We Review the New Album from The Otherness – LMIRL

‘LMIRL’ is an energetic and playful album that brings 60s rock guitars to meet modern rock music. Grounded in the familiarity of their sound, The Otherness play with your expectations of each song, making ‘LMIRL’ a frenzied listening experience. High production value and raw guitar solos stands out from this album, but at times the energy feels relentless and perhaps the album lacks some diversity. But what they miss in versatility they more than makeup for with great songwriting. Throwing catchy hooks and melodies at you, backed by lush harmonies that call out to their Beatles influence.

The album opens with ‘Few For the Stew’, an early single in the album’s promotion. This track is a bright and mild opener, with chorus vocals that make me think of a grown-up Busted. A total guitar-led track, the influence from The Beatles is abundantly clear on this track, which sounds both retro and modern in a funny sort of way. ‘Few For the Stew’ is a great set up for the rest of the album which is about to get very energetic.

‘Fix and Fuss’ and ‘She Feels the Soul’ blow away the cobwebs with their volume and energy. These two tracks let us see the heavier side of the band’s repertoire, while showcasing their personalities. You feel like you get to know them better in these two songs, which both make me want to jump around and shout along. I would usually cling to lyrics but the raw energy of these tracks, especially ‘She Feels the Soul’ more than makes up for the low vocal level. ‘Fix and Fuss’ is carried by the frenzied guitars which are rooted by the driving bass and percussion.

‘Feedback Calling’ gives us a more classic rock and roll feel. This song maintains the energy of the last two tracks but at a slightly more laid back pace. ‘Feedback Calling’ is a real toe-tapper of a track with really lush backing harmonies and choppy guitar riffs.

Things start to get more silly with the next two tracks on this album, which I actually love. I like the whimsical nature of these two. ‘Bit of Fun’ has a relentless energy until we get to the Doo-Wop section in the middle. This break comes out of the blue, and this random addition brings a smile to your face and serves to emphasise the fun personalities on show throughout this record. Fun and a bit silly are keywords here. Distorted guitars slap you in the face as raw punchy vocals come bursting through at the start of ‘Give That Face’. The guitar licks and solos are reminiscent of Icelandic rock band Kaleo in this song. On it’s first listen I didn’t get a really cohesive sense of this song but after a few listens ‘Give That Face’ really grew on me with it’s fast pace and distorted vocals.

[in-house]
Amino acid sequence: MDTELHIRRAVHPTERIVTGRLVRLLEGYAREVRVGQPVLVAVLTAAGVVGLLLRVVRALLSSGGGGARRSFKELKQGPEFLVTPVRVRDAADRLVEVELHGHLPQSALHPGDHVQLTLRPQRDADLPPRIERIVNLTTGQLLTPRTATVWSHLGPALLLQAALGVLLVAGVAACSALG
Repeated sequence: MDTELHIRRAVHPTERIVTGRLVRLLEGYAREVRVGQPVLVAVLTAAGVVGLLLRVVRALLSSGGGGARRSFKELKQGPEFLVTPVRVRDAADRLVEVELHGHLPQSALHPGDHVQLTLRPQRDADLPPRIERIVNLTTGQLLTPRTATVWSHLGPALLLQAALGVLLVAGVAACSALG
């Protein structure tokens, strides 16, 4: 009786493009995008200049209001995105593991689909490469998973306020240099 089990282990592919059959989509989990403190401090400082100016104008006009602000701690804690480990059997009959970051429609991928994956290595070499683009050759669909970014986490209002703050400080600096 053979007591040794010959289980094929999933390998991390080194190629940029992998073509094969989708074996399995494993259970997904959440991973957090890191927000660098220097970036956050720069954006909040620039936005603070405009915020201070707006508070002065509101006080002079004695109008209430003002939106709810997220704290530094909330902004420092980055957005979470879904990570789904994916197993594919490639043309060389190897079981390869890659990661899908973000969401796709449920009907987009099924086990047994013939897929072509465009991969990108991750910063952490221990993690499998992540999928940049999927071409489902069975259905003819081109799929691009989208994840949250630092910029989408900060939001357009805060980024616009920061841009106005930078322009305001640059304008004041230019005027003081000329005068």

We get a welcomed change of pace with ‘Quarter to Nine’, a song which leaves plenty of room for the vocals, although the lyrics feel rushed at times. It is hard to actually make out the lyrics which is a shame as they are a main feature of this track, but the guitars shine through ‘Quarter to Nine’ creating a really good feel to this song. On the first listen ‘The Roundabout’ didn’t really catch my attention, but on further listens this became a favourite from the album. ‘Quarter to Nine’ had a real feel-good feeling, and delivered great rock and roll with a modern twist. Good vocal melodies make this track stand out.

Next up is ‘Your Carnival’ which is aptly named thanks to the almost country rock guitars that meander through this track. I really wanted more of the vocals in this mix and I think something is lost from this song as I just couldn’t make out all the words. A fantastic addition is the barbershop quartet style backing vocals in the chorus, and the structuring of this one makes it feel like you have actually been on a journey with a travelling band or carnival. ‘I Bet He Knows’ gives us a completely different feel to any of the other songs on this album, something which is really welcomed. The obvious presence of the keyboards create a new space in this album, but the guitars and backing vocals keep that cohesive album feel and tie it all back together. The opening and closing guitar riff brought ‘Make Me Smile’ to mind, which is no bad comparison. ‘I Bet He Knows’ doesn’t necessarily deliver the strongest vocal performance but that doesn’t seem to matter as this one feels like a more guitar driven track.

‘Isn’t It Amusing’ is another single from the album’s promotion and was released to a great reception from fans. It is easy to understand why this has become a firm favourite from the minute it kicks in. Bright and lively, this upbeat track encapsulates everything that is great about this album. Strong guitars, memorable melodies and fab harmony parts. An awesome guitar solo completes this energetic song.

And this all brings us nicely along to the album’s closing song, ‘Gotta Go. This final song is raucous and playful, and is the perfect way to finish off ‘LMIRL’. There’s a real encore feel to ‘Gotta Go’, you can imagine that opening riff being played under the band introductions at the end of a gig. With it’s Beach Boys / The Beatles sound, ‘Gotta Go’ is bright and summery and ends the album with high spirits.

Overall this is a really strong album from the Argentinian / Berlin-based rockers. Perhaps slightly relentless at times, it would be nice to see a little more versatility on the next release and for the vocals to be lifted up in the mix. If you’re looking for polished modern rock and roll, then look no further because The Otherness have well and truly understood the assignment and has delivered.